Mersey Division

Mersey Division is the Society’s O Gauge layout, built to finescale standards of 32mm gauge 29mm back to back as specified in the standards published by the Gauge O Guild. The ruling minimum radius on curves is 6 feet.

The layout has a long history with sections dating back over 40 years and consists of a continuous run with testing gradients, built around the perimeter of the upper floor of Dean Hall. The layout is portable in that it is built in sections, however apart from dismantling for work in progress, making way for Dewsbury to exit the hall for an exhibition and maybe building work etc, it is permanently erected.

Whilst some parts of the layout are now quite old, a new terminus, to be called Ashton, is being built to extend operational possibilities. Progress has been slow and as with much else was further delayed due to Covid shutdown. However work has resumed and platforms are being built and ballasting is in progress at the time of writing. Most signals have been built and subject to some adjustment and tweaking are operational.

At present control is a version of “cab control” supplying 12v DC to the track with point control using a variety of methods over the years, mainly based on solenoids. However the new terminus is venturing into newer technology with points and signals being driven by Servos all driven from a MERG (Model Electronic Railway Group) CBUS control system. Facilities are also being included for DCC, however for historical reasons this is limited initially to the new terminus.

The intention was to have the scenery suitable for trains with a North Western flavour in the 1950/60s. In the outcome the scenery is limited largely to trackside and unfortunately some now requires some TLC and maybe replacement. Any new members interested in this side of railway modelling will be most welcome.

Visitors with suitable stock are always welcome and with the track normally erected are invited to have a run. The Group Leader is Les Fram and we usually meet on a Wednesday during the day from 11.00am to mid-afternoon.

The owner of the Furness 4-4-0 is not recorded when visiting, but it and the coaches are beautiful models


The Western diesel, cunningly painted different colours on different sides, belongs to Peter Radford


Cornbrook station approach


The fiddle yard has the branch line climbing above it to the new branch terminus


The Mersey Division control panels give a good impression of the storage space available, with the left hand panel controlling the fiddle yard and the right-hand one taking care of the loops off the main running lines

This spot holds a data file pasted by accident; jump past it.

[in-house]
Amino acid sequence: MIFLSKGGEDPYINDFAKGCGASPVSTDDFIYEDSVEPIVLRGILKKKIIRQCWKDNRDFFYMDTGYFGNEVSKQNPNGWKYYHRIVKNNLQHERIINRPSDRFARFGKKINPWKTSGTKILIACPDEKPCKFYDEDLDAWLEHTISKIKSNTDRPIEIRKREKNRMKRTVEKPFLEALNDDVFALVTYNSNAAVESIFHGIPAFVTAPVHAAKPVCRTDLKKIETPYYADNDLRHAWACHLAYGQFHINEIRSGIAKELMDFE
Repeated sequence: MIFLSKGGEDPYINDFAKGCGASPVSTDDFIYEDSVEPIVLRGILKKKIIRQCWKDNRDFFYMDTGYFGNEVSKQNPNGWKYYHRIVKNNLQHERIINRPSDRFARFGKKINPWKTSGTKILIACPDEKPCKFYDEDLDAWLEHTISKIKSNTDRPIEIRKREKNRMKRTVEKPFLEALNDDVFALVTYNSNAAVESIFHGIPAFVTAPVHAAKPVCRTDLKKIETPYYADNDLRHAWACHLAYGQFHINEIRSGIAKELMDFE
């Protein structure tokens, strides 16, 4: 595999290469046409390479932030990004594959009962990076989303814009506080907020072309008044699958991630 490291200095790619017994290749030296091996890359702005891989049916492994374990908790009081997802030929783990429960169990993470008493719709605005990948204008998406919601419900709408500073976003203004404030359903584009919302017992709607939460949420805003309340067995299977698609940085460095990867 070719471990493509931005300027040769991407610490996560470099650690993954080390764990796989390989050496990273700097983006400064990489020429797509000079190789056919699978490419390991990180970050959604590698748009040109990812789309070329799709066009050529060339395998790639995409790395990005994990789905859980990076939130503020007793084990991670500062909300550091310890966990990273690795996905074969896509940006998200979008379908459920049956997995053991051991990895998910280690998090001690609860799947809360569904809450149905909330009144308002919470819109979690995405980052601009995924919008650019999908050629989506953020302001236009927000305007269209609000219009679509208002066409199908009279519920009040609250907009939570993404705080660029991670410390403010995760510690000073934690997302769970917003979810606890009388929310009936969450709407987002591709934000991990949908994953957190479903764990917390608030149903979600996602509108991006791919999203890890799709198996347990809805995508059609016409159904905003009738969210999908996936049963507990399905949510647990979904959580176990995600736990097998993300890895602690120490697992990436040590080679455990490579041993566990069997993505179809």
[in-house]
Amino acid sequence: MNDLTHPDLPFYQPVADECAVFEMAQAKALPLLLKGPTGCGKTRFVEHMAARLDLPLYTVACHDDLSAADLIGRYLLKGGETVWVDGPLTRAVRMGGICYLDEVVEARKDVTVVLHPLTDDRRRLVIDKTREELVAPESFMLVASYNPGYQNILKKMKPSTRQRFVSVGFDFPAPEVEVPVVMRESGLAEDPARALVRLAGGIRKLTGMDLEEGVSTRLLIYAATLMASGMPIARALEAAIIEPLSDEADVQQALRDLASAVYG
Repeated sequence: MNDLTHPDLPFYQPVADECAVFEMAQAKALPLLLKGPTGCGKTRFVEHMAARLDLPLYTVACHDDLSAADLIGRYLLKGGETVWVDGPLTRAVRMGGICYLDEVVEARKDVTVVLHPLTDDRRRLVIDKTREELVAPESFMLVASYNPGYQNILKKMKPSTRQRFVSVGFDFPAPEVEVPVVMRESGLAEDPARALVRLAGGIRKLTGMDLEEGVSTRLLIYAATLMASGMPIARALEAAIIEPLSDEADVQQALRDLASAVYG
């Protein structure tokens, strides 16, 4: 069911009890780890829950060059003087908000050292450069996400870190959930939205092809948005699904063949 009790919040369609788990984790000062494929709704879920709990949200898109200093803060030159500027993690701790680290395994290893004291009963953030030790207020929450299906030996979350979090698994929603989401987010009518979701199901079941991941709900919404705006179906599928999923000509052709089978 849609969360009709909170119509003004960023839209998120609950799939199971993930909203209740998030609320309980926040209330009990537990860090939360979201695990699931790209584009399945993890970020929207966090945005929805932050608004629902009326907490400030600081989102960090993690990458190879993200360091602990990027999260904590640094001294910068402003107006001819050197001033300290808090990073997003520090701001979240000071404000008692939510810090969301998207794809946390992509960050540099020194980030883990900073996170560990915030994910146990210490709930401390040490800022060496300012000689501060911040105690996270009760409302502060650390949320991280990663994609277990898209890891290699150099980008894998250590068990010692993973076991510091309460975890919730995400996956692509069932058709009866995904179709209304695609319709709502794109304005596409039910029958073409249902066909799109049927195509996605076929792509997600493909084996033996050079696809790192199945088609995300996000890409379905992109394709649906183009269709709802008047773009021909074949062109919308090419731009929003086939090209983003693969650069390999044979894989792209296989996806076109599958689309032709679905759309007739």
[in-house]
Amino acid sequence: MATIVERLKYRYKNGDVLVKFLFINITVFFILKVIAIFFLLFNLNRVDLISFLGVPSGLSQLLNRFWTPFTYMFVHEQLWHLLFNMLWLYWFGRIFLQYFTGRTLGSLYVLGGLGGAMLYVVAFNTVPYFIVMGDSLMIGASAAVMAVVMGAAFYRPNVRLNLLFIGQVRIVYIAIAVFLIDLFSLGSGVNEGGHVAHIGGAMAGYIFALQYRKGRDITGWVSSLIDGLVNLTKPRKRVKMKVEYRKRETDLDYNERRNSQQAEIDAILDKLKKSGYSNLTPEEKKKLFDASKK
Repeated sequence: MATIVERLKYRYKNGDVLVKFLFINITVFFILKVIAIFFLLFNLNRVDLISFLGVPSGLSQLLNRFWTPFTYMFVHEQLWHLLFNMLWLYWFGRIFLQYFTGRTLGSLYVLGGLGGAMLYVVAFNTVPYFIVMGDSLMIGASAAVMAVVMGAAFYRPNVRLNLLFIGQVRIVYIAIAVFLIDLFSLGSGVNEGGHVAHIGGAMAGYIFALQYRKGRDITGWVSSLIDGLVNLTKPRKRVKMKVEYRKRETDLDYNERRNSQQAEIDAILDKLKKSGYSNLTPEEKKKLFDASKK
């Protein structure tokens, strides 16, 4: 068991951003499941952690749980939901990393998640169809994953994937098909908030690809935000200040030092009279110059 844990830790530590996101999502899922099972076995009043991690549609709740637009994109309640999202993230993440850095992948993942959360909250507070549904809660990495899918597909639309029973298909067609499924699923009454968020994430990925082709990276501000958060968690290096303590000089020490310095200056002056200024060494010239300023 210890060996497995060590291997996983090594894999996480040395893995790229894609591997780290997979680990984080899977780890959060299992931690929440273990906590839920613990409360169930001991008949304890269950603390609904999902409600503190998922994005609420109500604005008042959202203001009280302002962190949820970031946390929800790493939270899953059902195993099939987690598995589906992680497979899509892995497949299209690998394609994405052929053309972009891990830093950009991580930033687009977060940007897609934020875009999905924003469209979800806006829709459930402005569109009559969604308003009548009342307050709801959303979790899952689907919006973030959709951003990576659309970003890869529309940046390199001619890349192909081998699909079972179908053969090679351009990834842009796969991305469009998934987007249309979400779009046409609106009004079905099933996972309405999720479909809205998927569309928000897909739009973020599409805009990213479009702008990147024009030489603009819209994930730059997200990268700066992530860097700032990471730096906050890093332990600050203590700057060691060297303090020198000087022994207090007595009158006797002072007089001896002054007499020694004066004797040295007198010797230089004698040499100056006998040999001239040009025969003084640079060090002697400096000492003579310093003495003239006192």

There is definitely only one person who knows how to fix this if it goes wrong


At the running session on 8th December 2007, Cock o’ the North was visiting (photo by David Moore)


Baseboard construction for the new branch terminus is progressing well on 19th May 2008


The running session on 13th December 2008 saw some interesting visitors


August 2010 running session. the late Tony Stoker’s award-winning Great Western 0-6-0 showed off its Wolverhampton livery. This blue/green was last used in 1902 so Tony reckoned that no-one would be able to dispute his version of the colour
(Photo by Wally Pugh)


December 2010 running session Joe Brown brought along four LMS/BR Ivatt Class 4 2-6-0 locos with consecutive numbers…
…and some very fine coaches to go with them


The late Robert Fysh brought this fine looking Turbomotive

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March 2011

Two views of the progress on tracklaying for the new branch terminus. Here, looking towards the end of the line…
…and here, looking in the opposite direction, away from the station.

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August 2011

At the running session on 12th August, A1 number 60134 Foxhunter speeds through Cornbrook with an express train while the crew of the station pilot look on in admiration.

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April 2014

The new Ashton station makes slow but steady progress and wiring is almost complete. The photo shows the underside of one of the six baseboards which are being wired for both DC and DCC using the MERG CBUS system with MERG DCC.

Unfortunately the DCC component will be limited to Ashton station while incompatibility issues are tackled.

Oh and one last point – there are at least two people who will know how it works.

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June 2022

Before Covid stopped proceedings the new station Ashton was wired and commissioned including most of the signals although some tweaking is necessary such as the home signal to returning fully to danger as seen in this view. Since Covid Ballasting is the order of the day along with colouring the track and ballast.


A picture of concentration as paint is applied to the track following application of ballast


A recent view of the double junction now complete with signals which fully interlocked electronically with the points

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